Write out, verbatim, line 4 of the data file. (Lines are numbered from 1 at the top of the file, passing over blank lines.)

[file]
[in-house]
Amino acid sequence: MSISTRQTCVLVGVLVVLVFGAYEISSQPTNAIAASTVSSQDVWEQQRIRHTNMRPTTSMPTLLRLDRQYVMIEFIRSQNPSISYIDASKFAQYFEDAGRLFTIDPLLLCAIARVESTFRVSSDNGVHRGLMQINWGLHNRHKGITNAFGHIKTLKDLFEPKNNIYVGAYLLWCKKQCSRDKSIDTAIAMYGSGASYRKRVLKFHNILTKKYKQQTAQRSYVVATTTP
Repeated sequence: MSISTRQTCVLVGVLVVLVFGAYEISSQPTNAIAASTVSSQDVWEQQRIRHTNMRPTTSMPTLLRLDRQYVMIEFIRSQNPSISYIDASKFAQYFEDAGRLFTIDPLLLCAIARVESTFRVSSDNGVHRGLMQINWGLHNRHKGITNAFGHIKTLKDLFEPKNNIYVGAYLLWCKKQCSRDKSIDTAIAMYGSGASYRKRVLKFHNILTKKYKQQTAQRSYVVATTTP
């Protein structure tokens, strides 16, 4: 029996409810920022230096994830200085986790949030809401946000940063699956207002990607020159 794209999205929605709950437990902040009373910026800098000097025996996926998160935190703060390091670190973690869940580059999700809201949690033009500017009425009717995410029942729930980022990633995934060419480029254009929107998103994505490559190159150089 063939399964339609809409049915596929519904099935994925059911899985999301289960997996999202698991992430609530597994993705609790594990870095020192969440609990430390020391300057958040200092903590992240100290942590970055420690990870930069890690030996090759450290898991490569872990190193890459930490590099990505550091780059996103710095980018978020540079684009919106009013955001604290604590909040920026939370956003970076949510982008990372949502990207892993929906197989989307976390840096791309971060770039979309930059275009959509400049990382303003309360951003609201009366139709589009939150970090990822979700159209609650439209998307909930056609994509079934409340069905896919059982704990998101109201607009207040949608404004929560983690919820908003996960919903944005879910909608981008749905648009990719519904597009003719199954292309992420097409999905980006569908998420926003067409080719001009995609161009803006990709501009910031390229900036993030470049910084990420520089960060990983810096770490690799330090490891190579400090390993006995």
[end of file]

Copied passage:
């Protein structure tokens, strides 16, 4: 029996409810920022230096994830200085986790949030809401946000940063699956207002990607020159 794209999205929605709950437990902040009373910026800098000097025996996926998160935190703060390091670190973690869940580059999700809201949690033009500017009425009717995410029942729930980022990633995934060419480029254009929107998103994505490559190159150089 063939399964339609809409049915596929519904099935994925059911899985999301289960997996999202698991992430609530597994993705609790594990870095020192969440609990430390020391300057958040200092903590992240100290942590970055420690990870930069890690030996090759450290898991490569872990190193890459930490590099990505550091780059996103710095980018978020540079684009919106009013955001604290604590909040920026939370956003970076949510982008990372949502990207892993929906197989989307976390840096791309971060770039979309930059275009959509400049990382303003309360951003609201009366139709589009939150970090990822979700159209609650439209998307909930056609994509079934409340069905896919059982704990998101109201607009207040949608404004929560983690919820908003996960919903944005879910909608981008749905648009990719519904597009003719199954292309992420097409999905980006569908998420926003067409080719001009995609161009803006990709501009910031390229900036993030470049910084990420520089960060990983810096770490690799330090490891190579400090390993006995």